An Evaluation of Training Load Measures for Drills in Women’s Collegiate Lacrosse

in International Journal of Sports Physiology and Performance
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Purpose: To statistically evaluate the internal and external load metrics in different types of lacrosse drills. Methods: A total of 25 Division I collegiate female lacrosse players wore a heart rate monitor and a global positioning system during preseason training sessions. Seven measures determined training load, 2 internal measures and 5 external measures, across 5 different types of drills: stickwork, small-sided games, individual skills, conditioning, and team drills. Principal component analysis was used to determine which internal and external load variables were most associated with each drill type. Results: Stickwork extracted 2 principal components, explaining 45% and 17% of the variance. Small-sided games extracted 1 principal component, explaining 51% of the variance. Individual skills extracted 2 components, explaining 39% and 22% of the variance. Conditioning extracted 2 components, explaining 44% and 24% of the variance. Team drills extracted 2 components, explaining 52% and 18% of the variance. Conclusions: In 4 out of 5 training modes, the inclusion of both internal and external training-load measures was necessary to accurately decipher training load. For most drills, the first component is related to measures of external load, and the second component described the balance between internal and external load measures. Small-sided games extracted only external measures including the following: accelerations, total distance, and average speed. These results show that a combination of internal and external load measures is required to determine training load during certain training modes. This information can help coaches make decisions about desired training load for practice sessions.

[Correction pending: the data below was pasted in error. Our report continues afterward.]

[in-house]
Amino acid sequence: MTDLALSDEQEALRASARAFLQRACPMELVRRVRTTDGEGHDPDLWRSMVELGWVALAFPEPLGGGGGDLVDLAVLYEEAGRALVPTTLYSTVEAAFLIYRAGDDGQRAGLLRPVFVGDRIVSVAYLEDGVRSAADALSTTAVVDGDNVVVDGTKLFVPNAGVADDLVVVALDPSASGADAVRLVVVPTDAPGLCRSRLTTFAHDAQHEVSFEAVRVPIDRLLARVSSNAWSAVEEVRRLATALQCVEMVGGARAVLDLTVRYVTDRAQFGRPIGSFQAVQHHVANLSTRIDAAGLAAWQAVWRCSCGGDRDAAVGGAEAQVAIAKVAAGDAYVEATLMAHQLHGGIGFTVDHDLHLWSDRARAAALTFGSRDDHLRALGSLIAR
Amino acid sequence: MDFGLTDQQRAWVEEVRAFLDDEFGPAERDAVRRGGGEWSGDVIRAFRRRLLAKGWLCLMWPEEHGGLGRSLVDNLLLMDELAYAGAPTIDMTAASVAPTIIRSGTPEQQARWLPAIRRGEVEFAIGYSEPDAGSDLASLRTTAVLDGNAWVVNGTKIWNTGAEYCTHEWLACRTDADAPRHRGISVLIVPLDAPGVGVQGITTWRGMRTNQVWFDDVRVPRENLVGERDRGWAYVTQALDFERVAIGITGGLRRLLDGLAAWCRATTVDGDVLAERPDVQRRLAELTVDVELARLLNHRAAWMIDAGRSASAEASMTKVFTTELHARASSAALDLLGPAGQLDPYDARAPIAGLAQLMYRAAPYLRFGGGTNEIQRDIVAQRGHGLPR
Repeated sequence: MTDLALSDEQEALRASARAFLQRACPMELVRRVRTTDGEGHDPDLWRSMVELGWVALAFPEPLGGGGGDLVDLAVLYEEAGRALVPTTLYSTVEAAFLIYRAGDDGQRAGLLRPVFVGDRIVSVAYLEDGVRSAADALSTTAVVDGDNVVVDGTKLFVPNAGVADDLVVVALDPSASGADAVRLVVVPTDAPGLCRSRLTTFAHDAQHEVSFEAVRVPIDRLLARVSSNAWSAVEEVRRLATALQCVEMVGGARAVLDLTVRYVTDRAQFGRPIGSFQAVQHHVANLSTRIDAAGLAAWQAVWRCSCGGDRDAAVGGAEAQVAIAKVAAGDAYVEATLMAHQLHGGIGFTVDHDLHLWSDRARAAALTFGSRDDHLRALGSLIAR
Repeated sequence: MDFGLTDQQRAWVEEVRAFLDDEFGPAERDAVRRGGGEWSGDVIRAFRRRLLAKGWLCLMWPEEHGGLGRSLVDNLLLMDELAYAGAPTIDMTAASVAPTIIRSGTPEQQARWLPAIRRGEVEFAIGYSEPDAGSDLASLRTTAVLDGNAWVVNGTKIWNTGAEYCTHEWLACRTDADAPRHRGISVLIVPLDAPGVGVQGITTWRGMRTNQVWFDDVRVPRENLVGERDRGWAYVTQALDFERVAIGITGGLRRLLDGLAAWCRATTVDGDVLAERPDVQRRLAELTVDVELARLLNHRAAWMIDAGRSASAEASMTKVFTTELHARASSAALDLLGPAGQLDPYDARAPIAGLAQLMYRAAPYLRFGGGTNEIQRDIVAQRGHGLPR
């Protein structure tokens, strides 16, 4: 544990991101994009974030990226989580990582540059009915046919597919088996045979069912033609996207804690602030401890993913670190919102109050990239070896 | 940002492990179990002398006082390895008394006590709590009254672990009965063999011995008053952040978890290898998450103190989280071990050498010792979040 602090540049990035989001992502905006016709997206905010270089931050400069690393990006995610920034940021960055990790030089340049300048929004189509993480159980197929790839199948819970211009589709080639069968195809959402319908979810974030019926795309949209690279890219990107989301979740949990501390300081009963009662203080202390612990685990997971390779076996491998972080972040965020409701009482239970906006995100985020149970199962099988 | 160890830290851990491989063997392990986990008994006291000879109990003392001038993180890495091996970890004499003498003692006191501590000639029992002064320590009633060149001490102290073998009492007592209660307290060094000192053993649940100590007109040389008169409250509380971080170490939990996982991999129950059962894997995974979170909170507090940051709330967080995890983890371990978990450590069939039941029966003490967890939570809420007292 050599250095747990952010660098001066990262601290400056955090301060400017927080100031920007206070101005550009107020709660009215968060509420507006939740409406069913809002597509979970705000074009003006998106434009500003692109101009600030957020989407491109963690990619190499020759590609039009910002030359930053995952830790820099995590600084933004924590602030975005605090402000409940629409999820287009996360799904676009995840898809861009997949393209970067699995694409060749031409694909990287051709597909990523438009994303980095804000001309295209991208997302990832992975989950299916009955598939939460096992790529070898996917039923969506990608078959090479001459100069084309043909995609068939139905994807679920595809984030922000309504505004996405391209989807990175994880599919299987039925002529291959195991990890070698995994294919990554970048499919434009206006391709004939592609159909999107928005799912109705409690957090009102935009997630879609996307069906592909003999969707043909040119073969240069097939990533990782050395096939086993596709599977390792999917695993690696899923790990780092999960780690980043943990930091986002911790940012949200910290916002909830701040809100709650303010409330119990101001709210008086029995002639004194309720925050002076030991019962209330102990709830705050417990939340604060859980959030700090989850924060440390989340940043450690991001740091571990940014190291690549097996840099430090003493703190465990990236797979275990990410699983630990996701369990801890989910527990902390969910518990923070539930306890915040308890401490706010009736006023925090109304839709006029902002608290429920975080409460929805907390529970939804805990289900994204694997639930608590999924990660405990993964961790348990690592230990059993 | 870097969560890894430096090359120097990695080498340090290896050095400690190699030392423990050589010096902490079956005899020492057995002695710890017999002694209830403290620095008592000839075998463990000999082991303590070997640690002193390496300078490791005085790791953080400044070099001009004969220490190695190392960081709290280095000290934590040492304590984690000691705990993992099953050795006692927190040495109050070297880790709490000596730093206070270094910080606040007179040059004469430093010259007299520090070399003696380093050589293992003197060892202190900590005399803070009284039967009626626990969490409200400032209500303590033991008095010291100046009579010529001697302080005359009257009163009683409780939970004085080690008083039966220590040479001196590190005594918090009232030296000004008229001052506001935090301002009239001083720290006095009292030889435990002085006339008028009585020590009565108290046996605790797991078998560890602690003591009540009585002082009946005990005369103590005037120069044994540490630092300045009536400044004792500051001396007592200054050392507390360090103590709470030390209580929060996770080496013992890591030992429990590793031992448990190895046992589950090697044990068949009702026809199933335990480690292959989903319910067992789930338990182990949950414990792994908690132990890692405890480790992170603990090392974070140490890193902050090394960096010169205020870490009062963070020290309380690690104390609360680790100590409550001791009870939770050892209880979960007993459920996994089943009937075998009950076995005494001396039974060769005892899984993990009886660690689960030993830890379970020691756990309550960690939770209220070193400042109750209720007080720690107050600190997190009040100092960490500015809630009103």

The authors are with the Dept of Physical Therapy, Campbell University, Buies Creek, NC, USA.

Bunn (bunnj10@gmail.com) is corresponding author.
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